At GDC 2015, Drew Crecente of Jennifer Ann's Group (disclosure: Drew is Polygon News Editor Brian Crecente's brother) spoke about the power of video games to prevent teen dating violence (TDV).
TDV is scarily prevalent, and Jennifer Ann's group is a non-profit organization that works with teens in order to prevent it. Since 2008, the group has used video games to educate and raise awareness. In the talk, Crecente argued that video games may actually be the most effective pedagogical tool to prevent TVD.
"Evidence-based research supports the efficacy," of video games as a tool for preventing partner violence in teens, said Crecente. They can be used to experiential learning and empathy-building, and they speak to teens in a language they understand.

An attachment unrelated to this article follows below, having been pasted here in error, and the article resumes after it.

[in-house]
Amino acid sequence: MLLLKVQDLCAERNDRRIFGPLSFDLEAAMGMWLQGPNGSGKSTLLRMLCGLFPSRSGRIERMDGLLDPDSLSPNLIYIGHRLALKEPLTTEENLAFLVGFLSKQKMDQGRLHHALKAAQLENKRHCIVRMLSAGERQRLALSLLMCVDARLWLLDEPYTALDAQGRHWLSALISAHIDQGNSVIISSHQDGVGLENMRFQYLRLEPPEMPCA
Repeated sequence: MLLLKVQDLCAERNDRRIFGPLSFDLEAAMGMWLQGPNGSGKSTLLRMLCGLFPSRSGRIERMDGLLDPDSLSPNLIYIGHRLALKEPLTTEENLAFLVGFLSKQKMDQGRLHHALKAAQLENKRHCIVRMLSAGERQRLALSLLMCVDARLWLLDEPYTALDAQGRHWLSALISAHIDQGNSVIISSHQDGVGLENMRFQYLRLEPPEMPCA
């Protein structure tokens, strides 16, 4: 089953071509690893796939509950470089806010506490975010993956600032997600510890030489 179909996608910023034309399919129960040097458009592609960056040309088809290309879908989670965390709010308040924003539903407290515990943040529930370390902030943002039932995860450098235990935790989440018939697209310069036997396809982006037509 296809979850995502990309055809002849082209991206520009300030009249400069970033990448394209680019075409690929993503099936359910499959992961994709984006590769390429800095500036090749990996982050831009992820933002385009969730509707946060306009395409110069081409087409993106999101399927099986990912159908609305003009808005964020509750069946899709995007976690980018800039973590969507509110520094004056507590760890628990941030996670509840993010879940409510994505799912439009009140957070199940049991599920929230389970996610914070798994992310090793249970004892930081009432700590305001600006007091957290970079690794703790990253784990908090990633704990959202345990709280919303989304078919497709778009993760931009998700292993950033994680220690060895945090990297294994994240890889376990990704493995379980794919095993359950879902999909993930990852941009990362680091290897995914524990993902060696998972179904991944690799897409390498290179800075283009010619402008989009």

Crecente noted that the approach also works for topics such as suicide prevention and teen pregnancy and STD information. Citing games like It's Your Game, Keep it Real, and Inner Vision.
"I believe strongly that video games, like any media, have the power to create change," said Crecente. "Games offer unique opportunities to create that change."
Check out the Jennifer Ann's Group website for more on TDV prevention and a selection of hosted games — like Love in a Dumpster, pictured up top — made for the organization's Life.Love game design competition.